As you celebrated Thanksgiving, we hope you took a moment to give thanks for another great American tradition: private property rights. Plymouth Plantation, home of the Pilgrims of Thanksgiving fame, was founded in 1620 on a system of communal property rights with the hope, as its Gov. William Bradford wrote in his diary, “that the taking away of property … would make them happy and flourishing.”
Big mistake. Under common ownership, everyone has the perverse incentive to rustle goods and shirk work. Economists call this the tragedy of the commons. As Bradford recalled, “the young men that were most able and fit for labor and service did repine [i.e. complain] that they should spend their time and strength to work for other mens [sic] wives and children, without any recompense.” Very little food was produced, and the Pilgrims almost starved.
So in the spring of 1623, the colonists “began to think how they might raise as much corn as they could … that they might not still thus languish in misery.” The solution? They “assigned to every family a parcel of land,” which “made all hands very industrious.” Everyone knows about the feast that followed the next harvest, but few are aware of the economic reason the Pilgrims were able to turn food insecurity into bounty.
Like the Pilgrims of the past, nations prosper to the extent they establish and protect private-property rights from government or criminal predation. The Fraser Institute reports nations ranked in the top fourth in protecting their citizens’ private-property rights had average per-capita income of $42,618 in 2015, compared to $8,014 for bottom-fourth nations. Nations that have more economic freedom, including more secure property rights, have more economic growth. Countries in the top fourth had an average yearly economic growth of 3.35 percent from 1990 to 2015, whereas those in the bottom fourth had only 1.66 percent growth.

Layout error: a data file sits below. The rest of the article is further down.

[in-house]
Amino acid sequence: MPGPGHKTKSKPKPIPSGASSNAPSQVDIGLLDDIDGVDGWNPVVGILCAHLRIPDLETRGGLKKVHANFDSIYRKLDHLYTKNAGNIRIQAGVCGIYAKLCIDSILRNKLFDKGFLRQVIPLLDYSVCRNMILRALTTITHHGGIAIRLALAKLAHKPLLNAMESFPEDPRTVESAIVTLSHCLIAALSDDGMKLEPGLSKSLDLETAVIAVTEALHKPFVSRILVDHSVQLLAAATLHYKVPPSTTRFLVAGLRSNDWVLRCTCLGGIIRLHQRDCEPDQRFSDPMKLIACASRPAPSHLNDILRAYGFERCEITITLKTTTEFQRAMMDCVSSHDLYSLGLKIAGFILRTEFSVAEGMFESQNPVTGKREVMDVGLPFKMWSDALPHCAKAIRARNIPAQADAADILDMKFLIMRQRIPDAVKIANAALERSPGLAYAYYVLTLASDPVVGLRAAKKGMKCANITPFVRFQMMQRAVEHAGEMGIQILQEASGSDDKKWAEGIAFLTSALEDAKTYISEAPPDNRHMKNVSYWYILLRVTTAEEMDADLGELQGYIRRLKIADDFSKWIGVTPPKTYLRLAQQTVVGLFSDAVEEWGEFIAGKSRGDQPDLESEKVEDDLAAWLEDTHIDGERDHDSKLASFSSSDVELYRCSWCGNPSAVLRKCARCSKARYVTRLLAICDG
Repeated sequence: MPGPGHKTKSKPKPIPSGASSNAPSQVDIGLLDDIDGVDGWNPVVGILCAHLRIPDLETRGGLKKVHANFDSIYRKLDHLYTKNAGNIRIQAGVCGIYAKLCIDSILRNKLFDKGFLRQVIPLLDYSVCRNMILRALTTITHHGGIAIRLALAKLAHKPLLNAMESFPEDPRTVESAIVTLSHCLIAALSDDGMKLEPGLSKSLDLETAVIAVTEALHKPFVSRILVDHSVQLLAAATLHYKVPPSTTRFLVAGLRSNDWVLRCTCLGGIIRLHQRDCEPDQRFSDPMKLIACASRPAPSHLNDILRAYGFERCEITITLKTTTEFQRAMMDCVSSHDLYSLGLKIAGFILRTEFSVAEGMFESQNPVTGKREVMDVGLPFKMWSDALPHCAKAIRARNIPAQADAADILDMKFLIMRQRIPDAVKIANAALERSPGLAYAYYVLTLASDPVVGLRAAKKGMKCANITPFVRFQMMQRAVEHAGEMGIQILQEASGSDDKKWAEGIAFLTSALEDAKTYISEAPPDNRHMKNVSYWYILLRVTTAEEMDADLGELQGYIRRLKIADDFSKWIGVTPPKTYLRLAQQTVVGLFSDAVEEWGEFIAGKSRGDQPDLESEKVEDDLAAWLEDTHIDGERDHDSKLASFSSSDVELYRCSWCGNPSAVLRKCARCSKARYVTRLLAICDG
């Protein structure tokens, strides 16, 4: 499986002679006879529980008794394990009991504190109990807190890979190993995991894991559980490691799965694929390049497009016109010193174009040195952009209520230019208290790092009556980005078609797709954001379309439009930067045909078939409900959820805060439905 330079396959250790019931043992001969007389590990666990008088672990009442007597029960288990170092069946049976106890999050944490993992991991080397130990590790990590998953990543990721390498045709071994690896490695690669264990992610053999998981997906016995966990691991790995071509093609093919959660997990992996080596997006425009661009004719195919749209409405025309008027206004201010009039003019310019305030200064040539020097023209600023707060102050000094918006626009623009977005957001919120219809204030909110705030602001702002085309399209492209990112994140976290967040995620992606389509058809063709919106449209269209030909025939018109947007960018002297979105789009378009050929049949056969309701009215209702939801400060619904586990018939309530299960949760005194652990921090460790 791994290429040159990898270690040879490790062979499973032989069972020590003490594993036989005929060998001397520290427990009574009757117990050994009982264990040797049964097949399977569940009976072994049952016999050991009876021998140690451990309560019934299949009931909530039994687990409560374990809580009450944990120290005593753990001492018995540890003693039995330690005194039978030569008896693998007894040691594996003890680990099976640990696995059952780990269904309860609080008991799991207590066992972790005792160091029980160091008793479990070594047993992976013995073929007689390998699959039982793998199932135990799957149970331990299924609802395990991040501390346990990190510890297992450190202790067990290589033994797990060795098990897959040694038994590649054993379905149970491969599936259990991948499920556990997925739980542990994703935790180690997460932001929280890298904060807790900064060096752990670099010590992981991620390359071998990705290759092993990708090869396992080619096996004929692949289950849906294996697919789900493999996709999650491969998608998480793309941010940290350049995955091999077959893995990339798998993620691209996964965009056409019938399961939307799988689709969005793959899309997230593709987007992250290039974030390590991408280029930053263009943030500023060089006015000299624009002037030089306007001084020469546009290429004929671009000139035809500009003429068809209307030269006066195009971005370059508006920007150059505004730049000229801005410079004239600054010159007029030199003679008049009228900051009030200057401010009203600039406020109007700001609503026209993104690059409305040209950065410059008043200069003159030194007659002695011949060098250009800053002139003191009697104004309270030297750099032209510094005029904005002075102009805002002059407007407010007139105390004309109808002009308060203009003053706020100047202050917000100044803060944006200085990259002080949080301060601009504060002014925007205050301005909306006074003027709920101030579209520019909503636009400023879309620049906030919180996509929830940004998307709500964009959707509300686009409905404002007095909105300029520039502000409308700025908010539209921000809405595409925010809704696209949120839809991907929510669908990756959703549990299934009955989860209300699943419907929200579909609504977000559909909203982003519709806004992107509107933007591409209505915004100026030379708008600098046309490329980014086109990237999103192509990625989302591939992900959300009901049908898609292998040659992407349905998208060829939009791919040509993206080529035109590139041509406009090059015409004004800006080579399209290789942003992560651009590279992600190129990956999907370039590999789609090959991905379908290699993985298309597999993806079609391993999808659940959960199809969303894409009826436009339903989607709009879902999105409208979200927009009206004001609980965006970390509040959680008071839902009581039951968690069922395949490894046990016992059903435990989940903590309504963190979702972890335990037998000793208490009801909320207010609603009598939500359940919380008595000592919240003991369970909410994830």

In 1990, the United States did better than any other nation protecting private-property rights. Today, the United States ranks 24th—Switzerland does best, followed by Finland, Luxembourg and Sweden. This decline is troubling because, of all the facets of economic freedom, protection of private property is the single most significant determinant of economic growth. It’s more significant than government spending and taxes—and it’s more significant than monetary policy.
Let’s all be grateful for the heritage of strong private-property rights bequeathed to us by our forebears; and for the sake of posterity, let’s be vigilant in their defense.•
Bohanon and Curott are professors of economics at Ball State University. Send comments to firstname.lastname@example.org.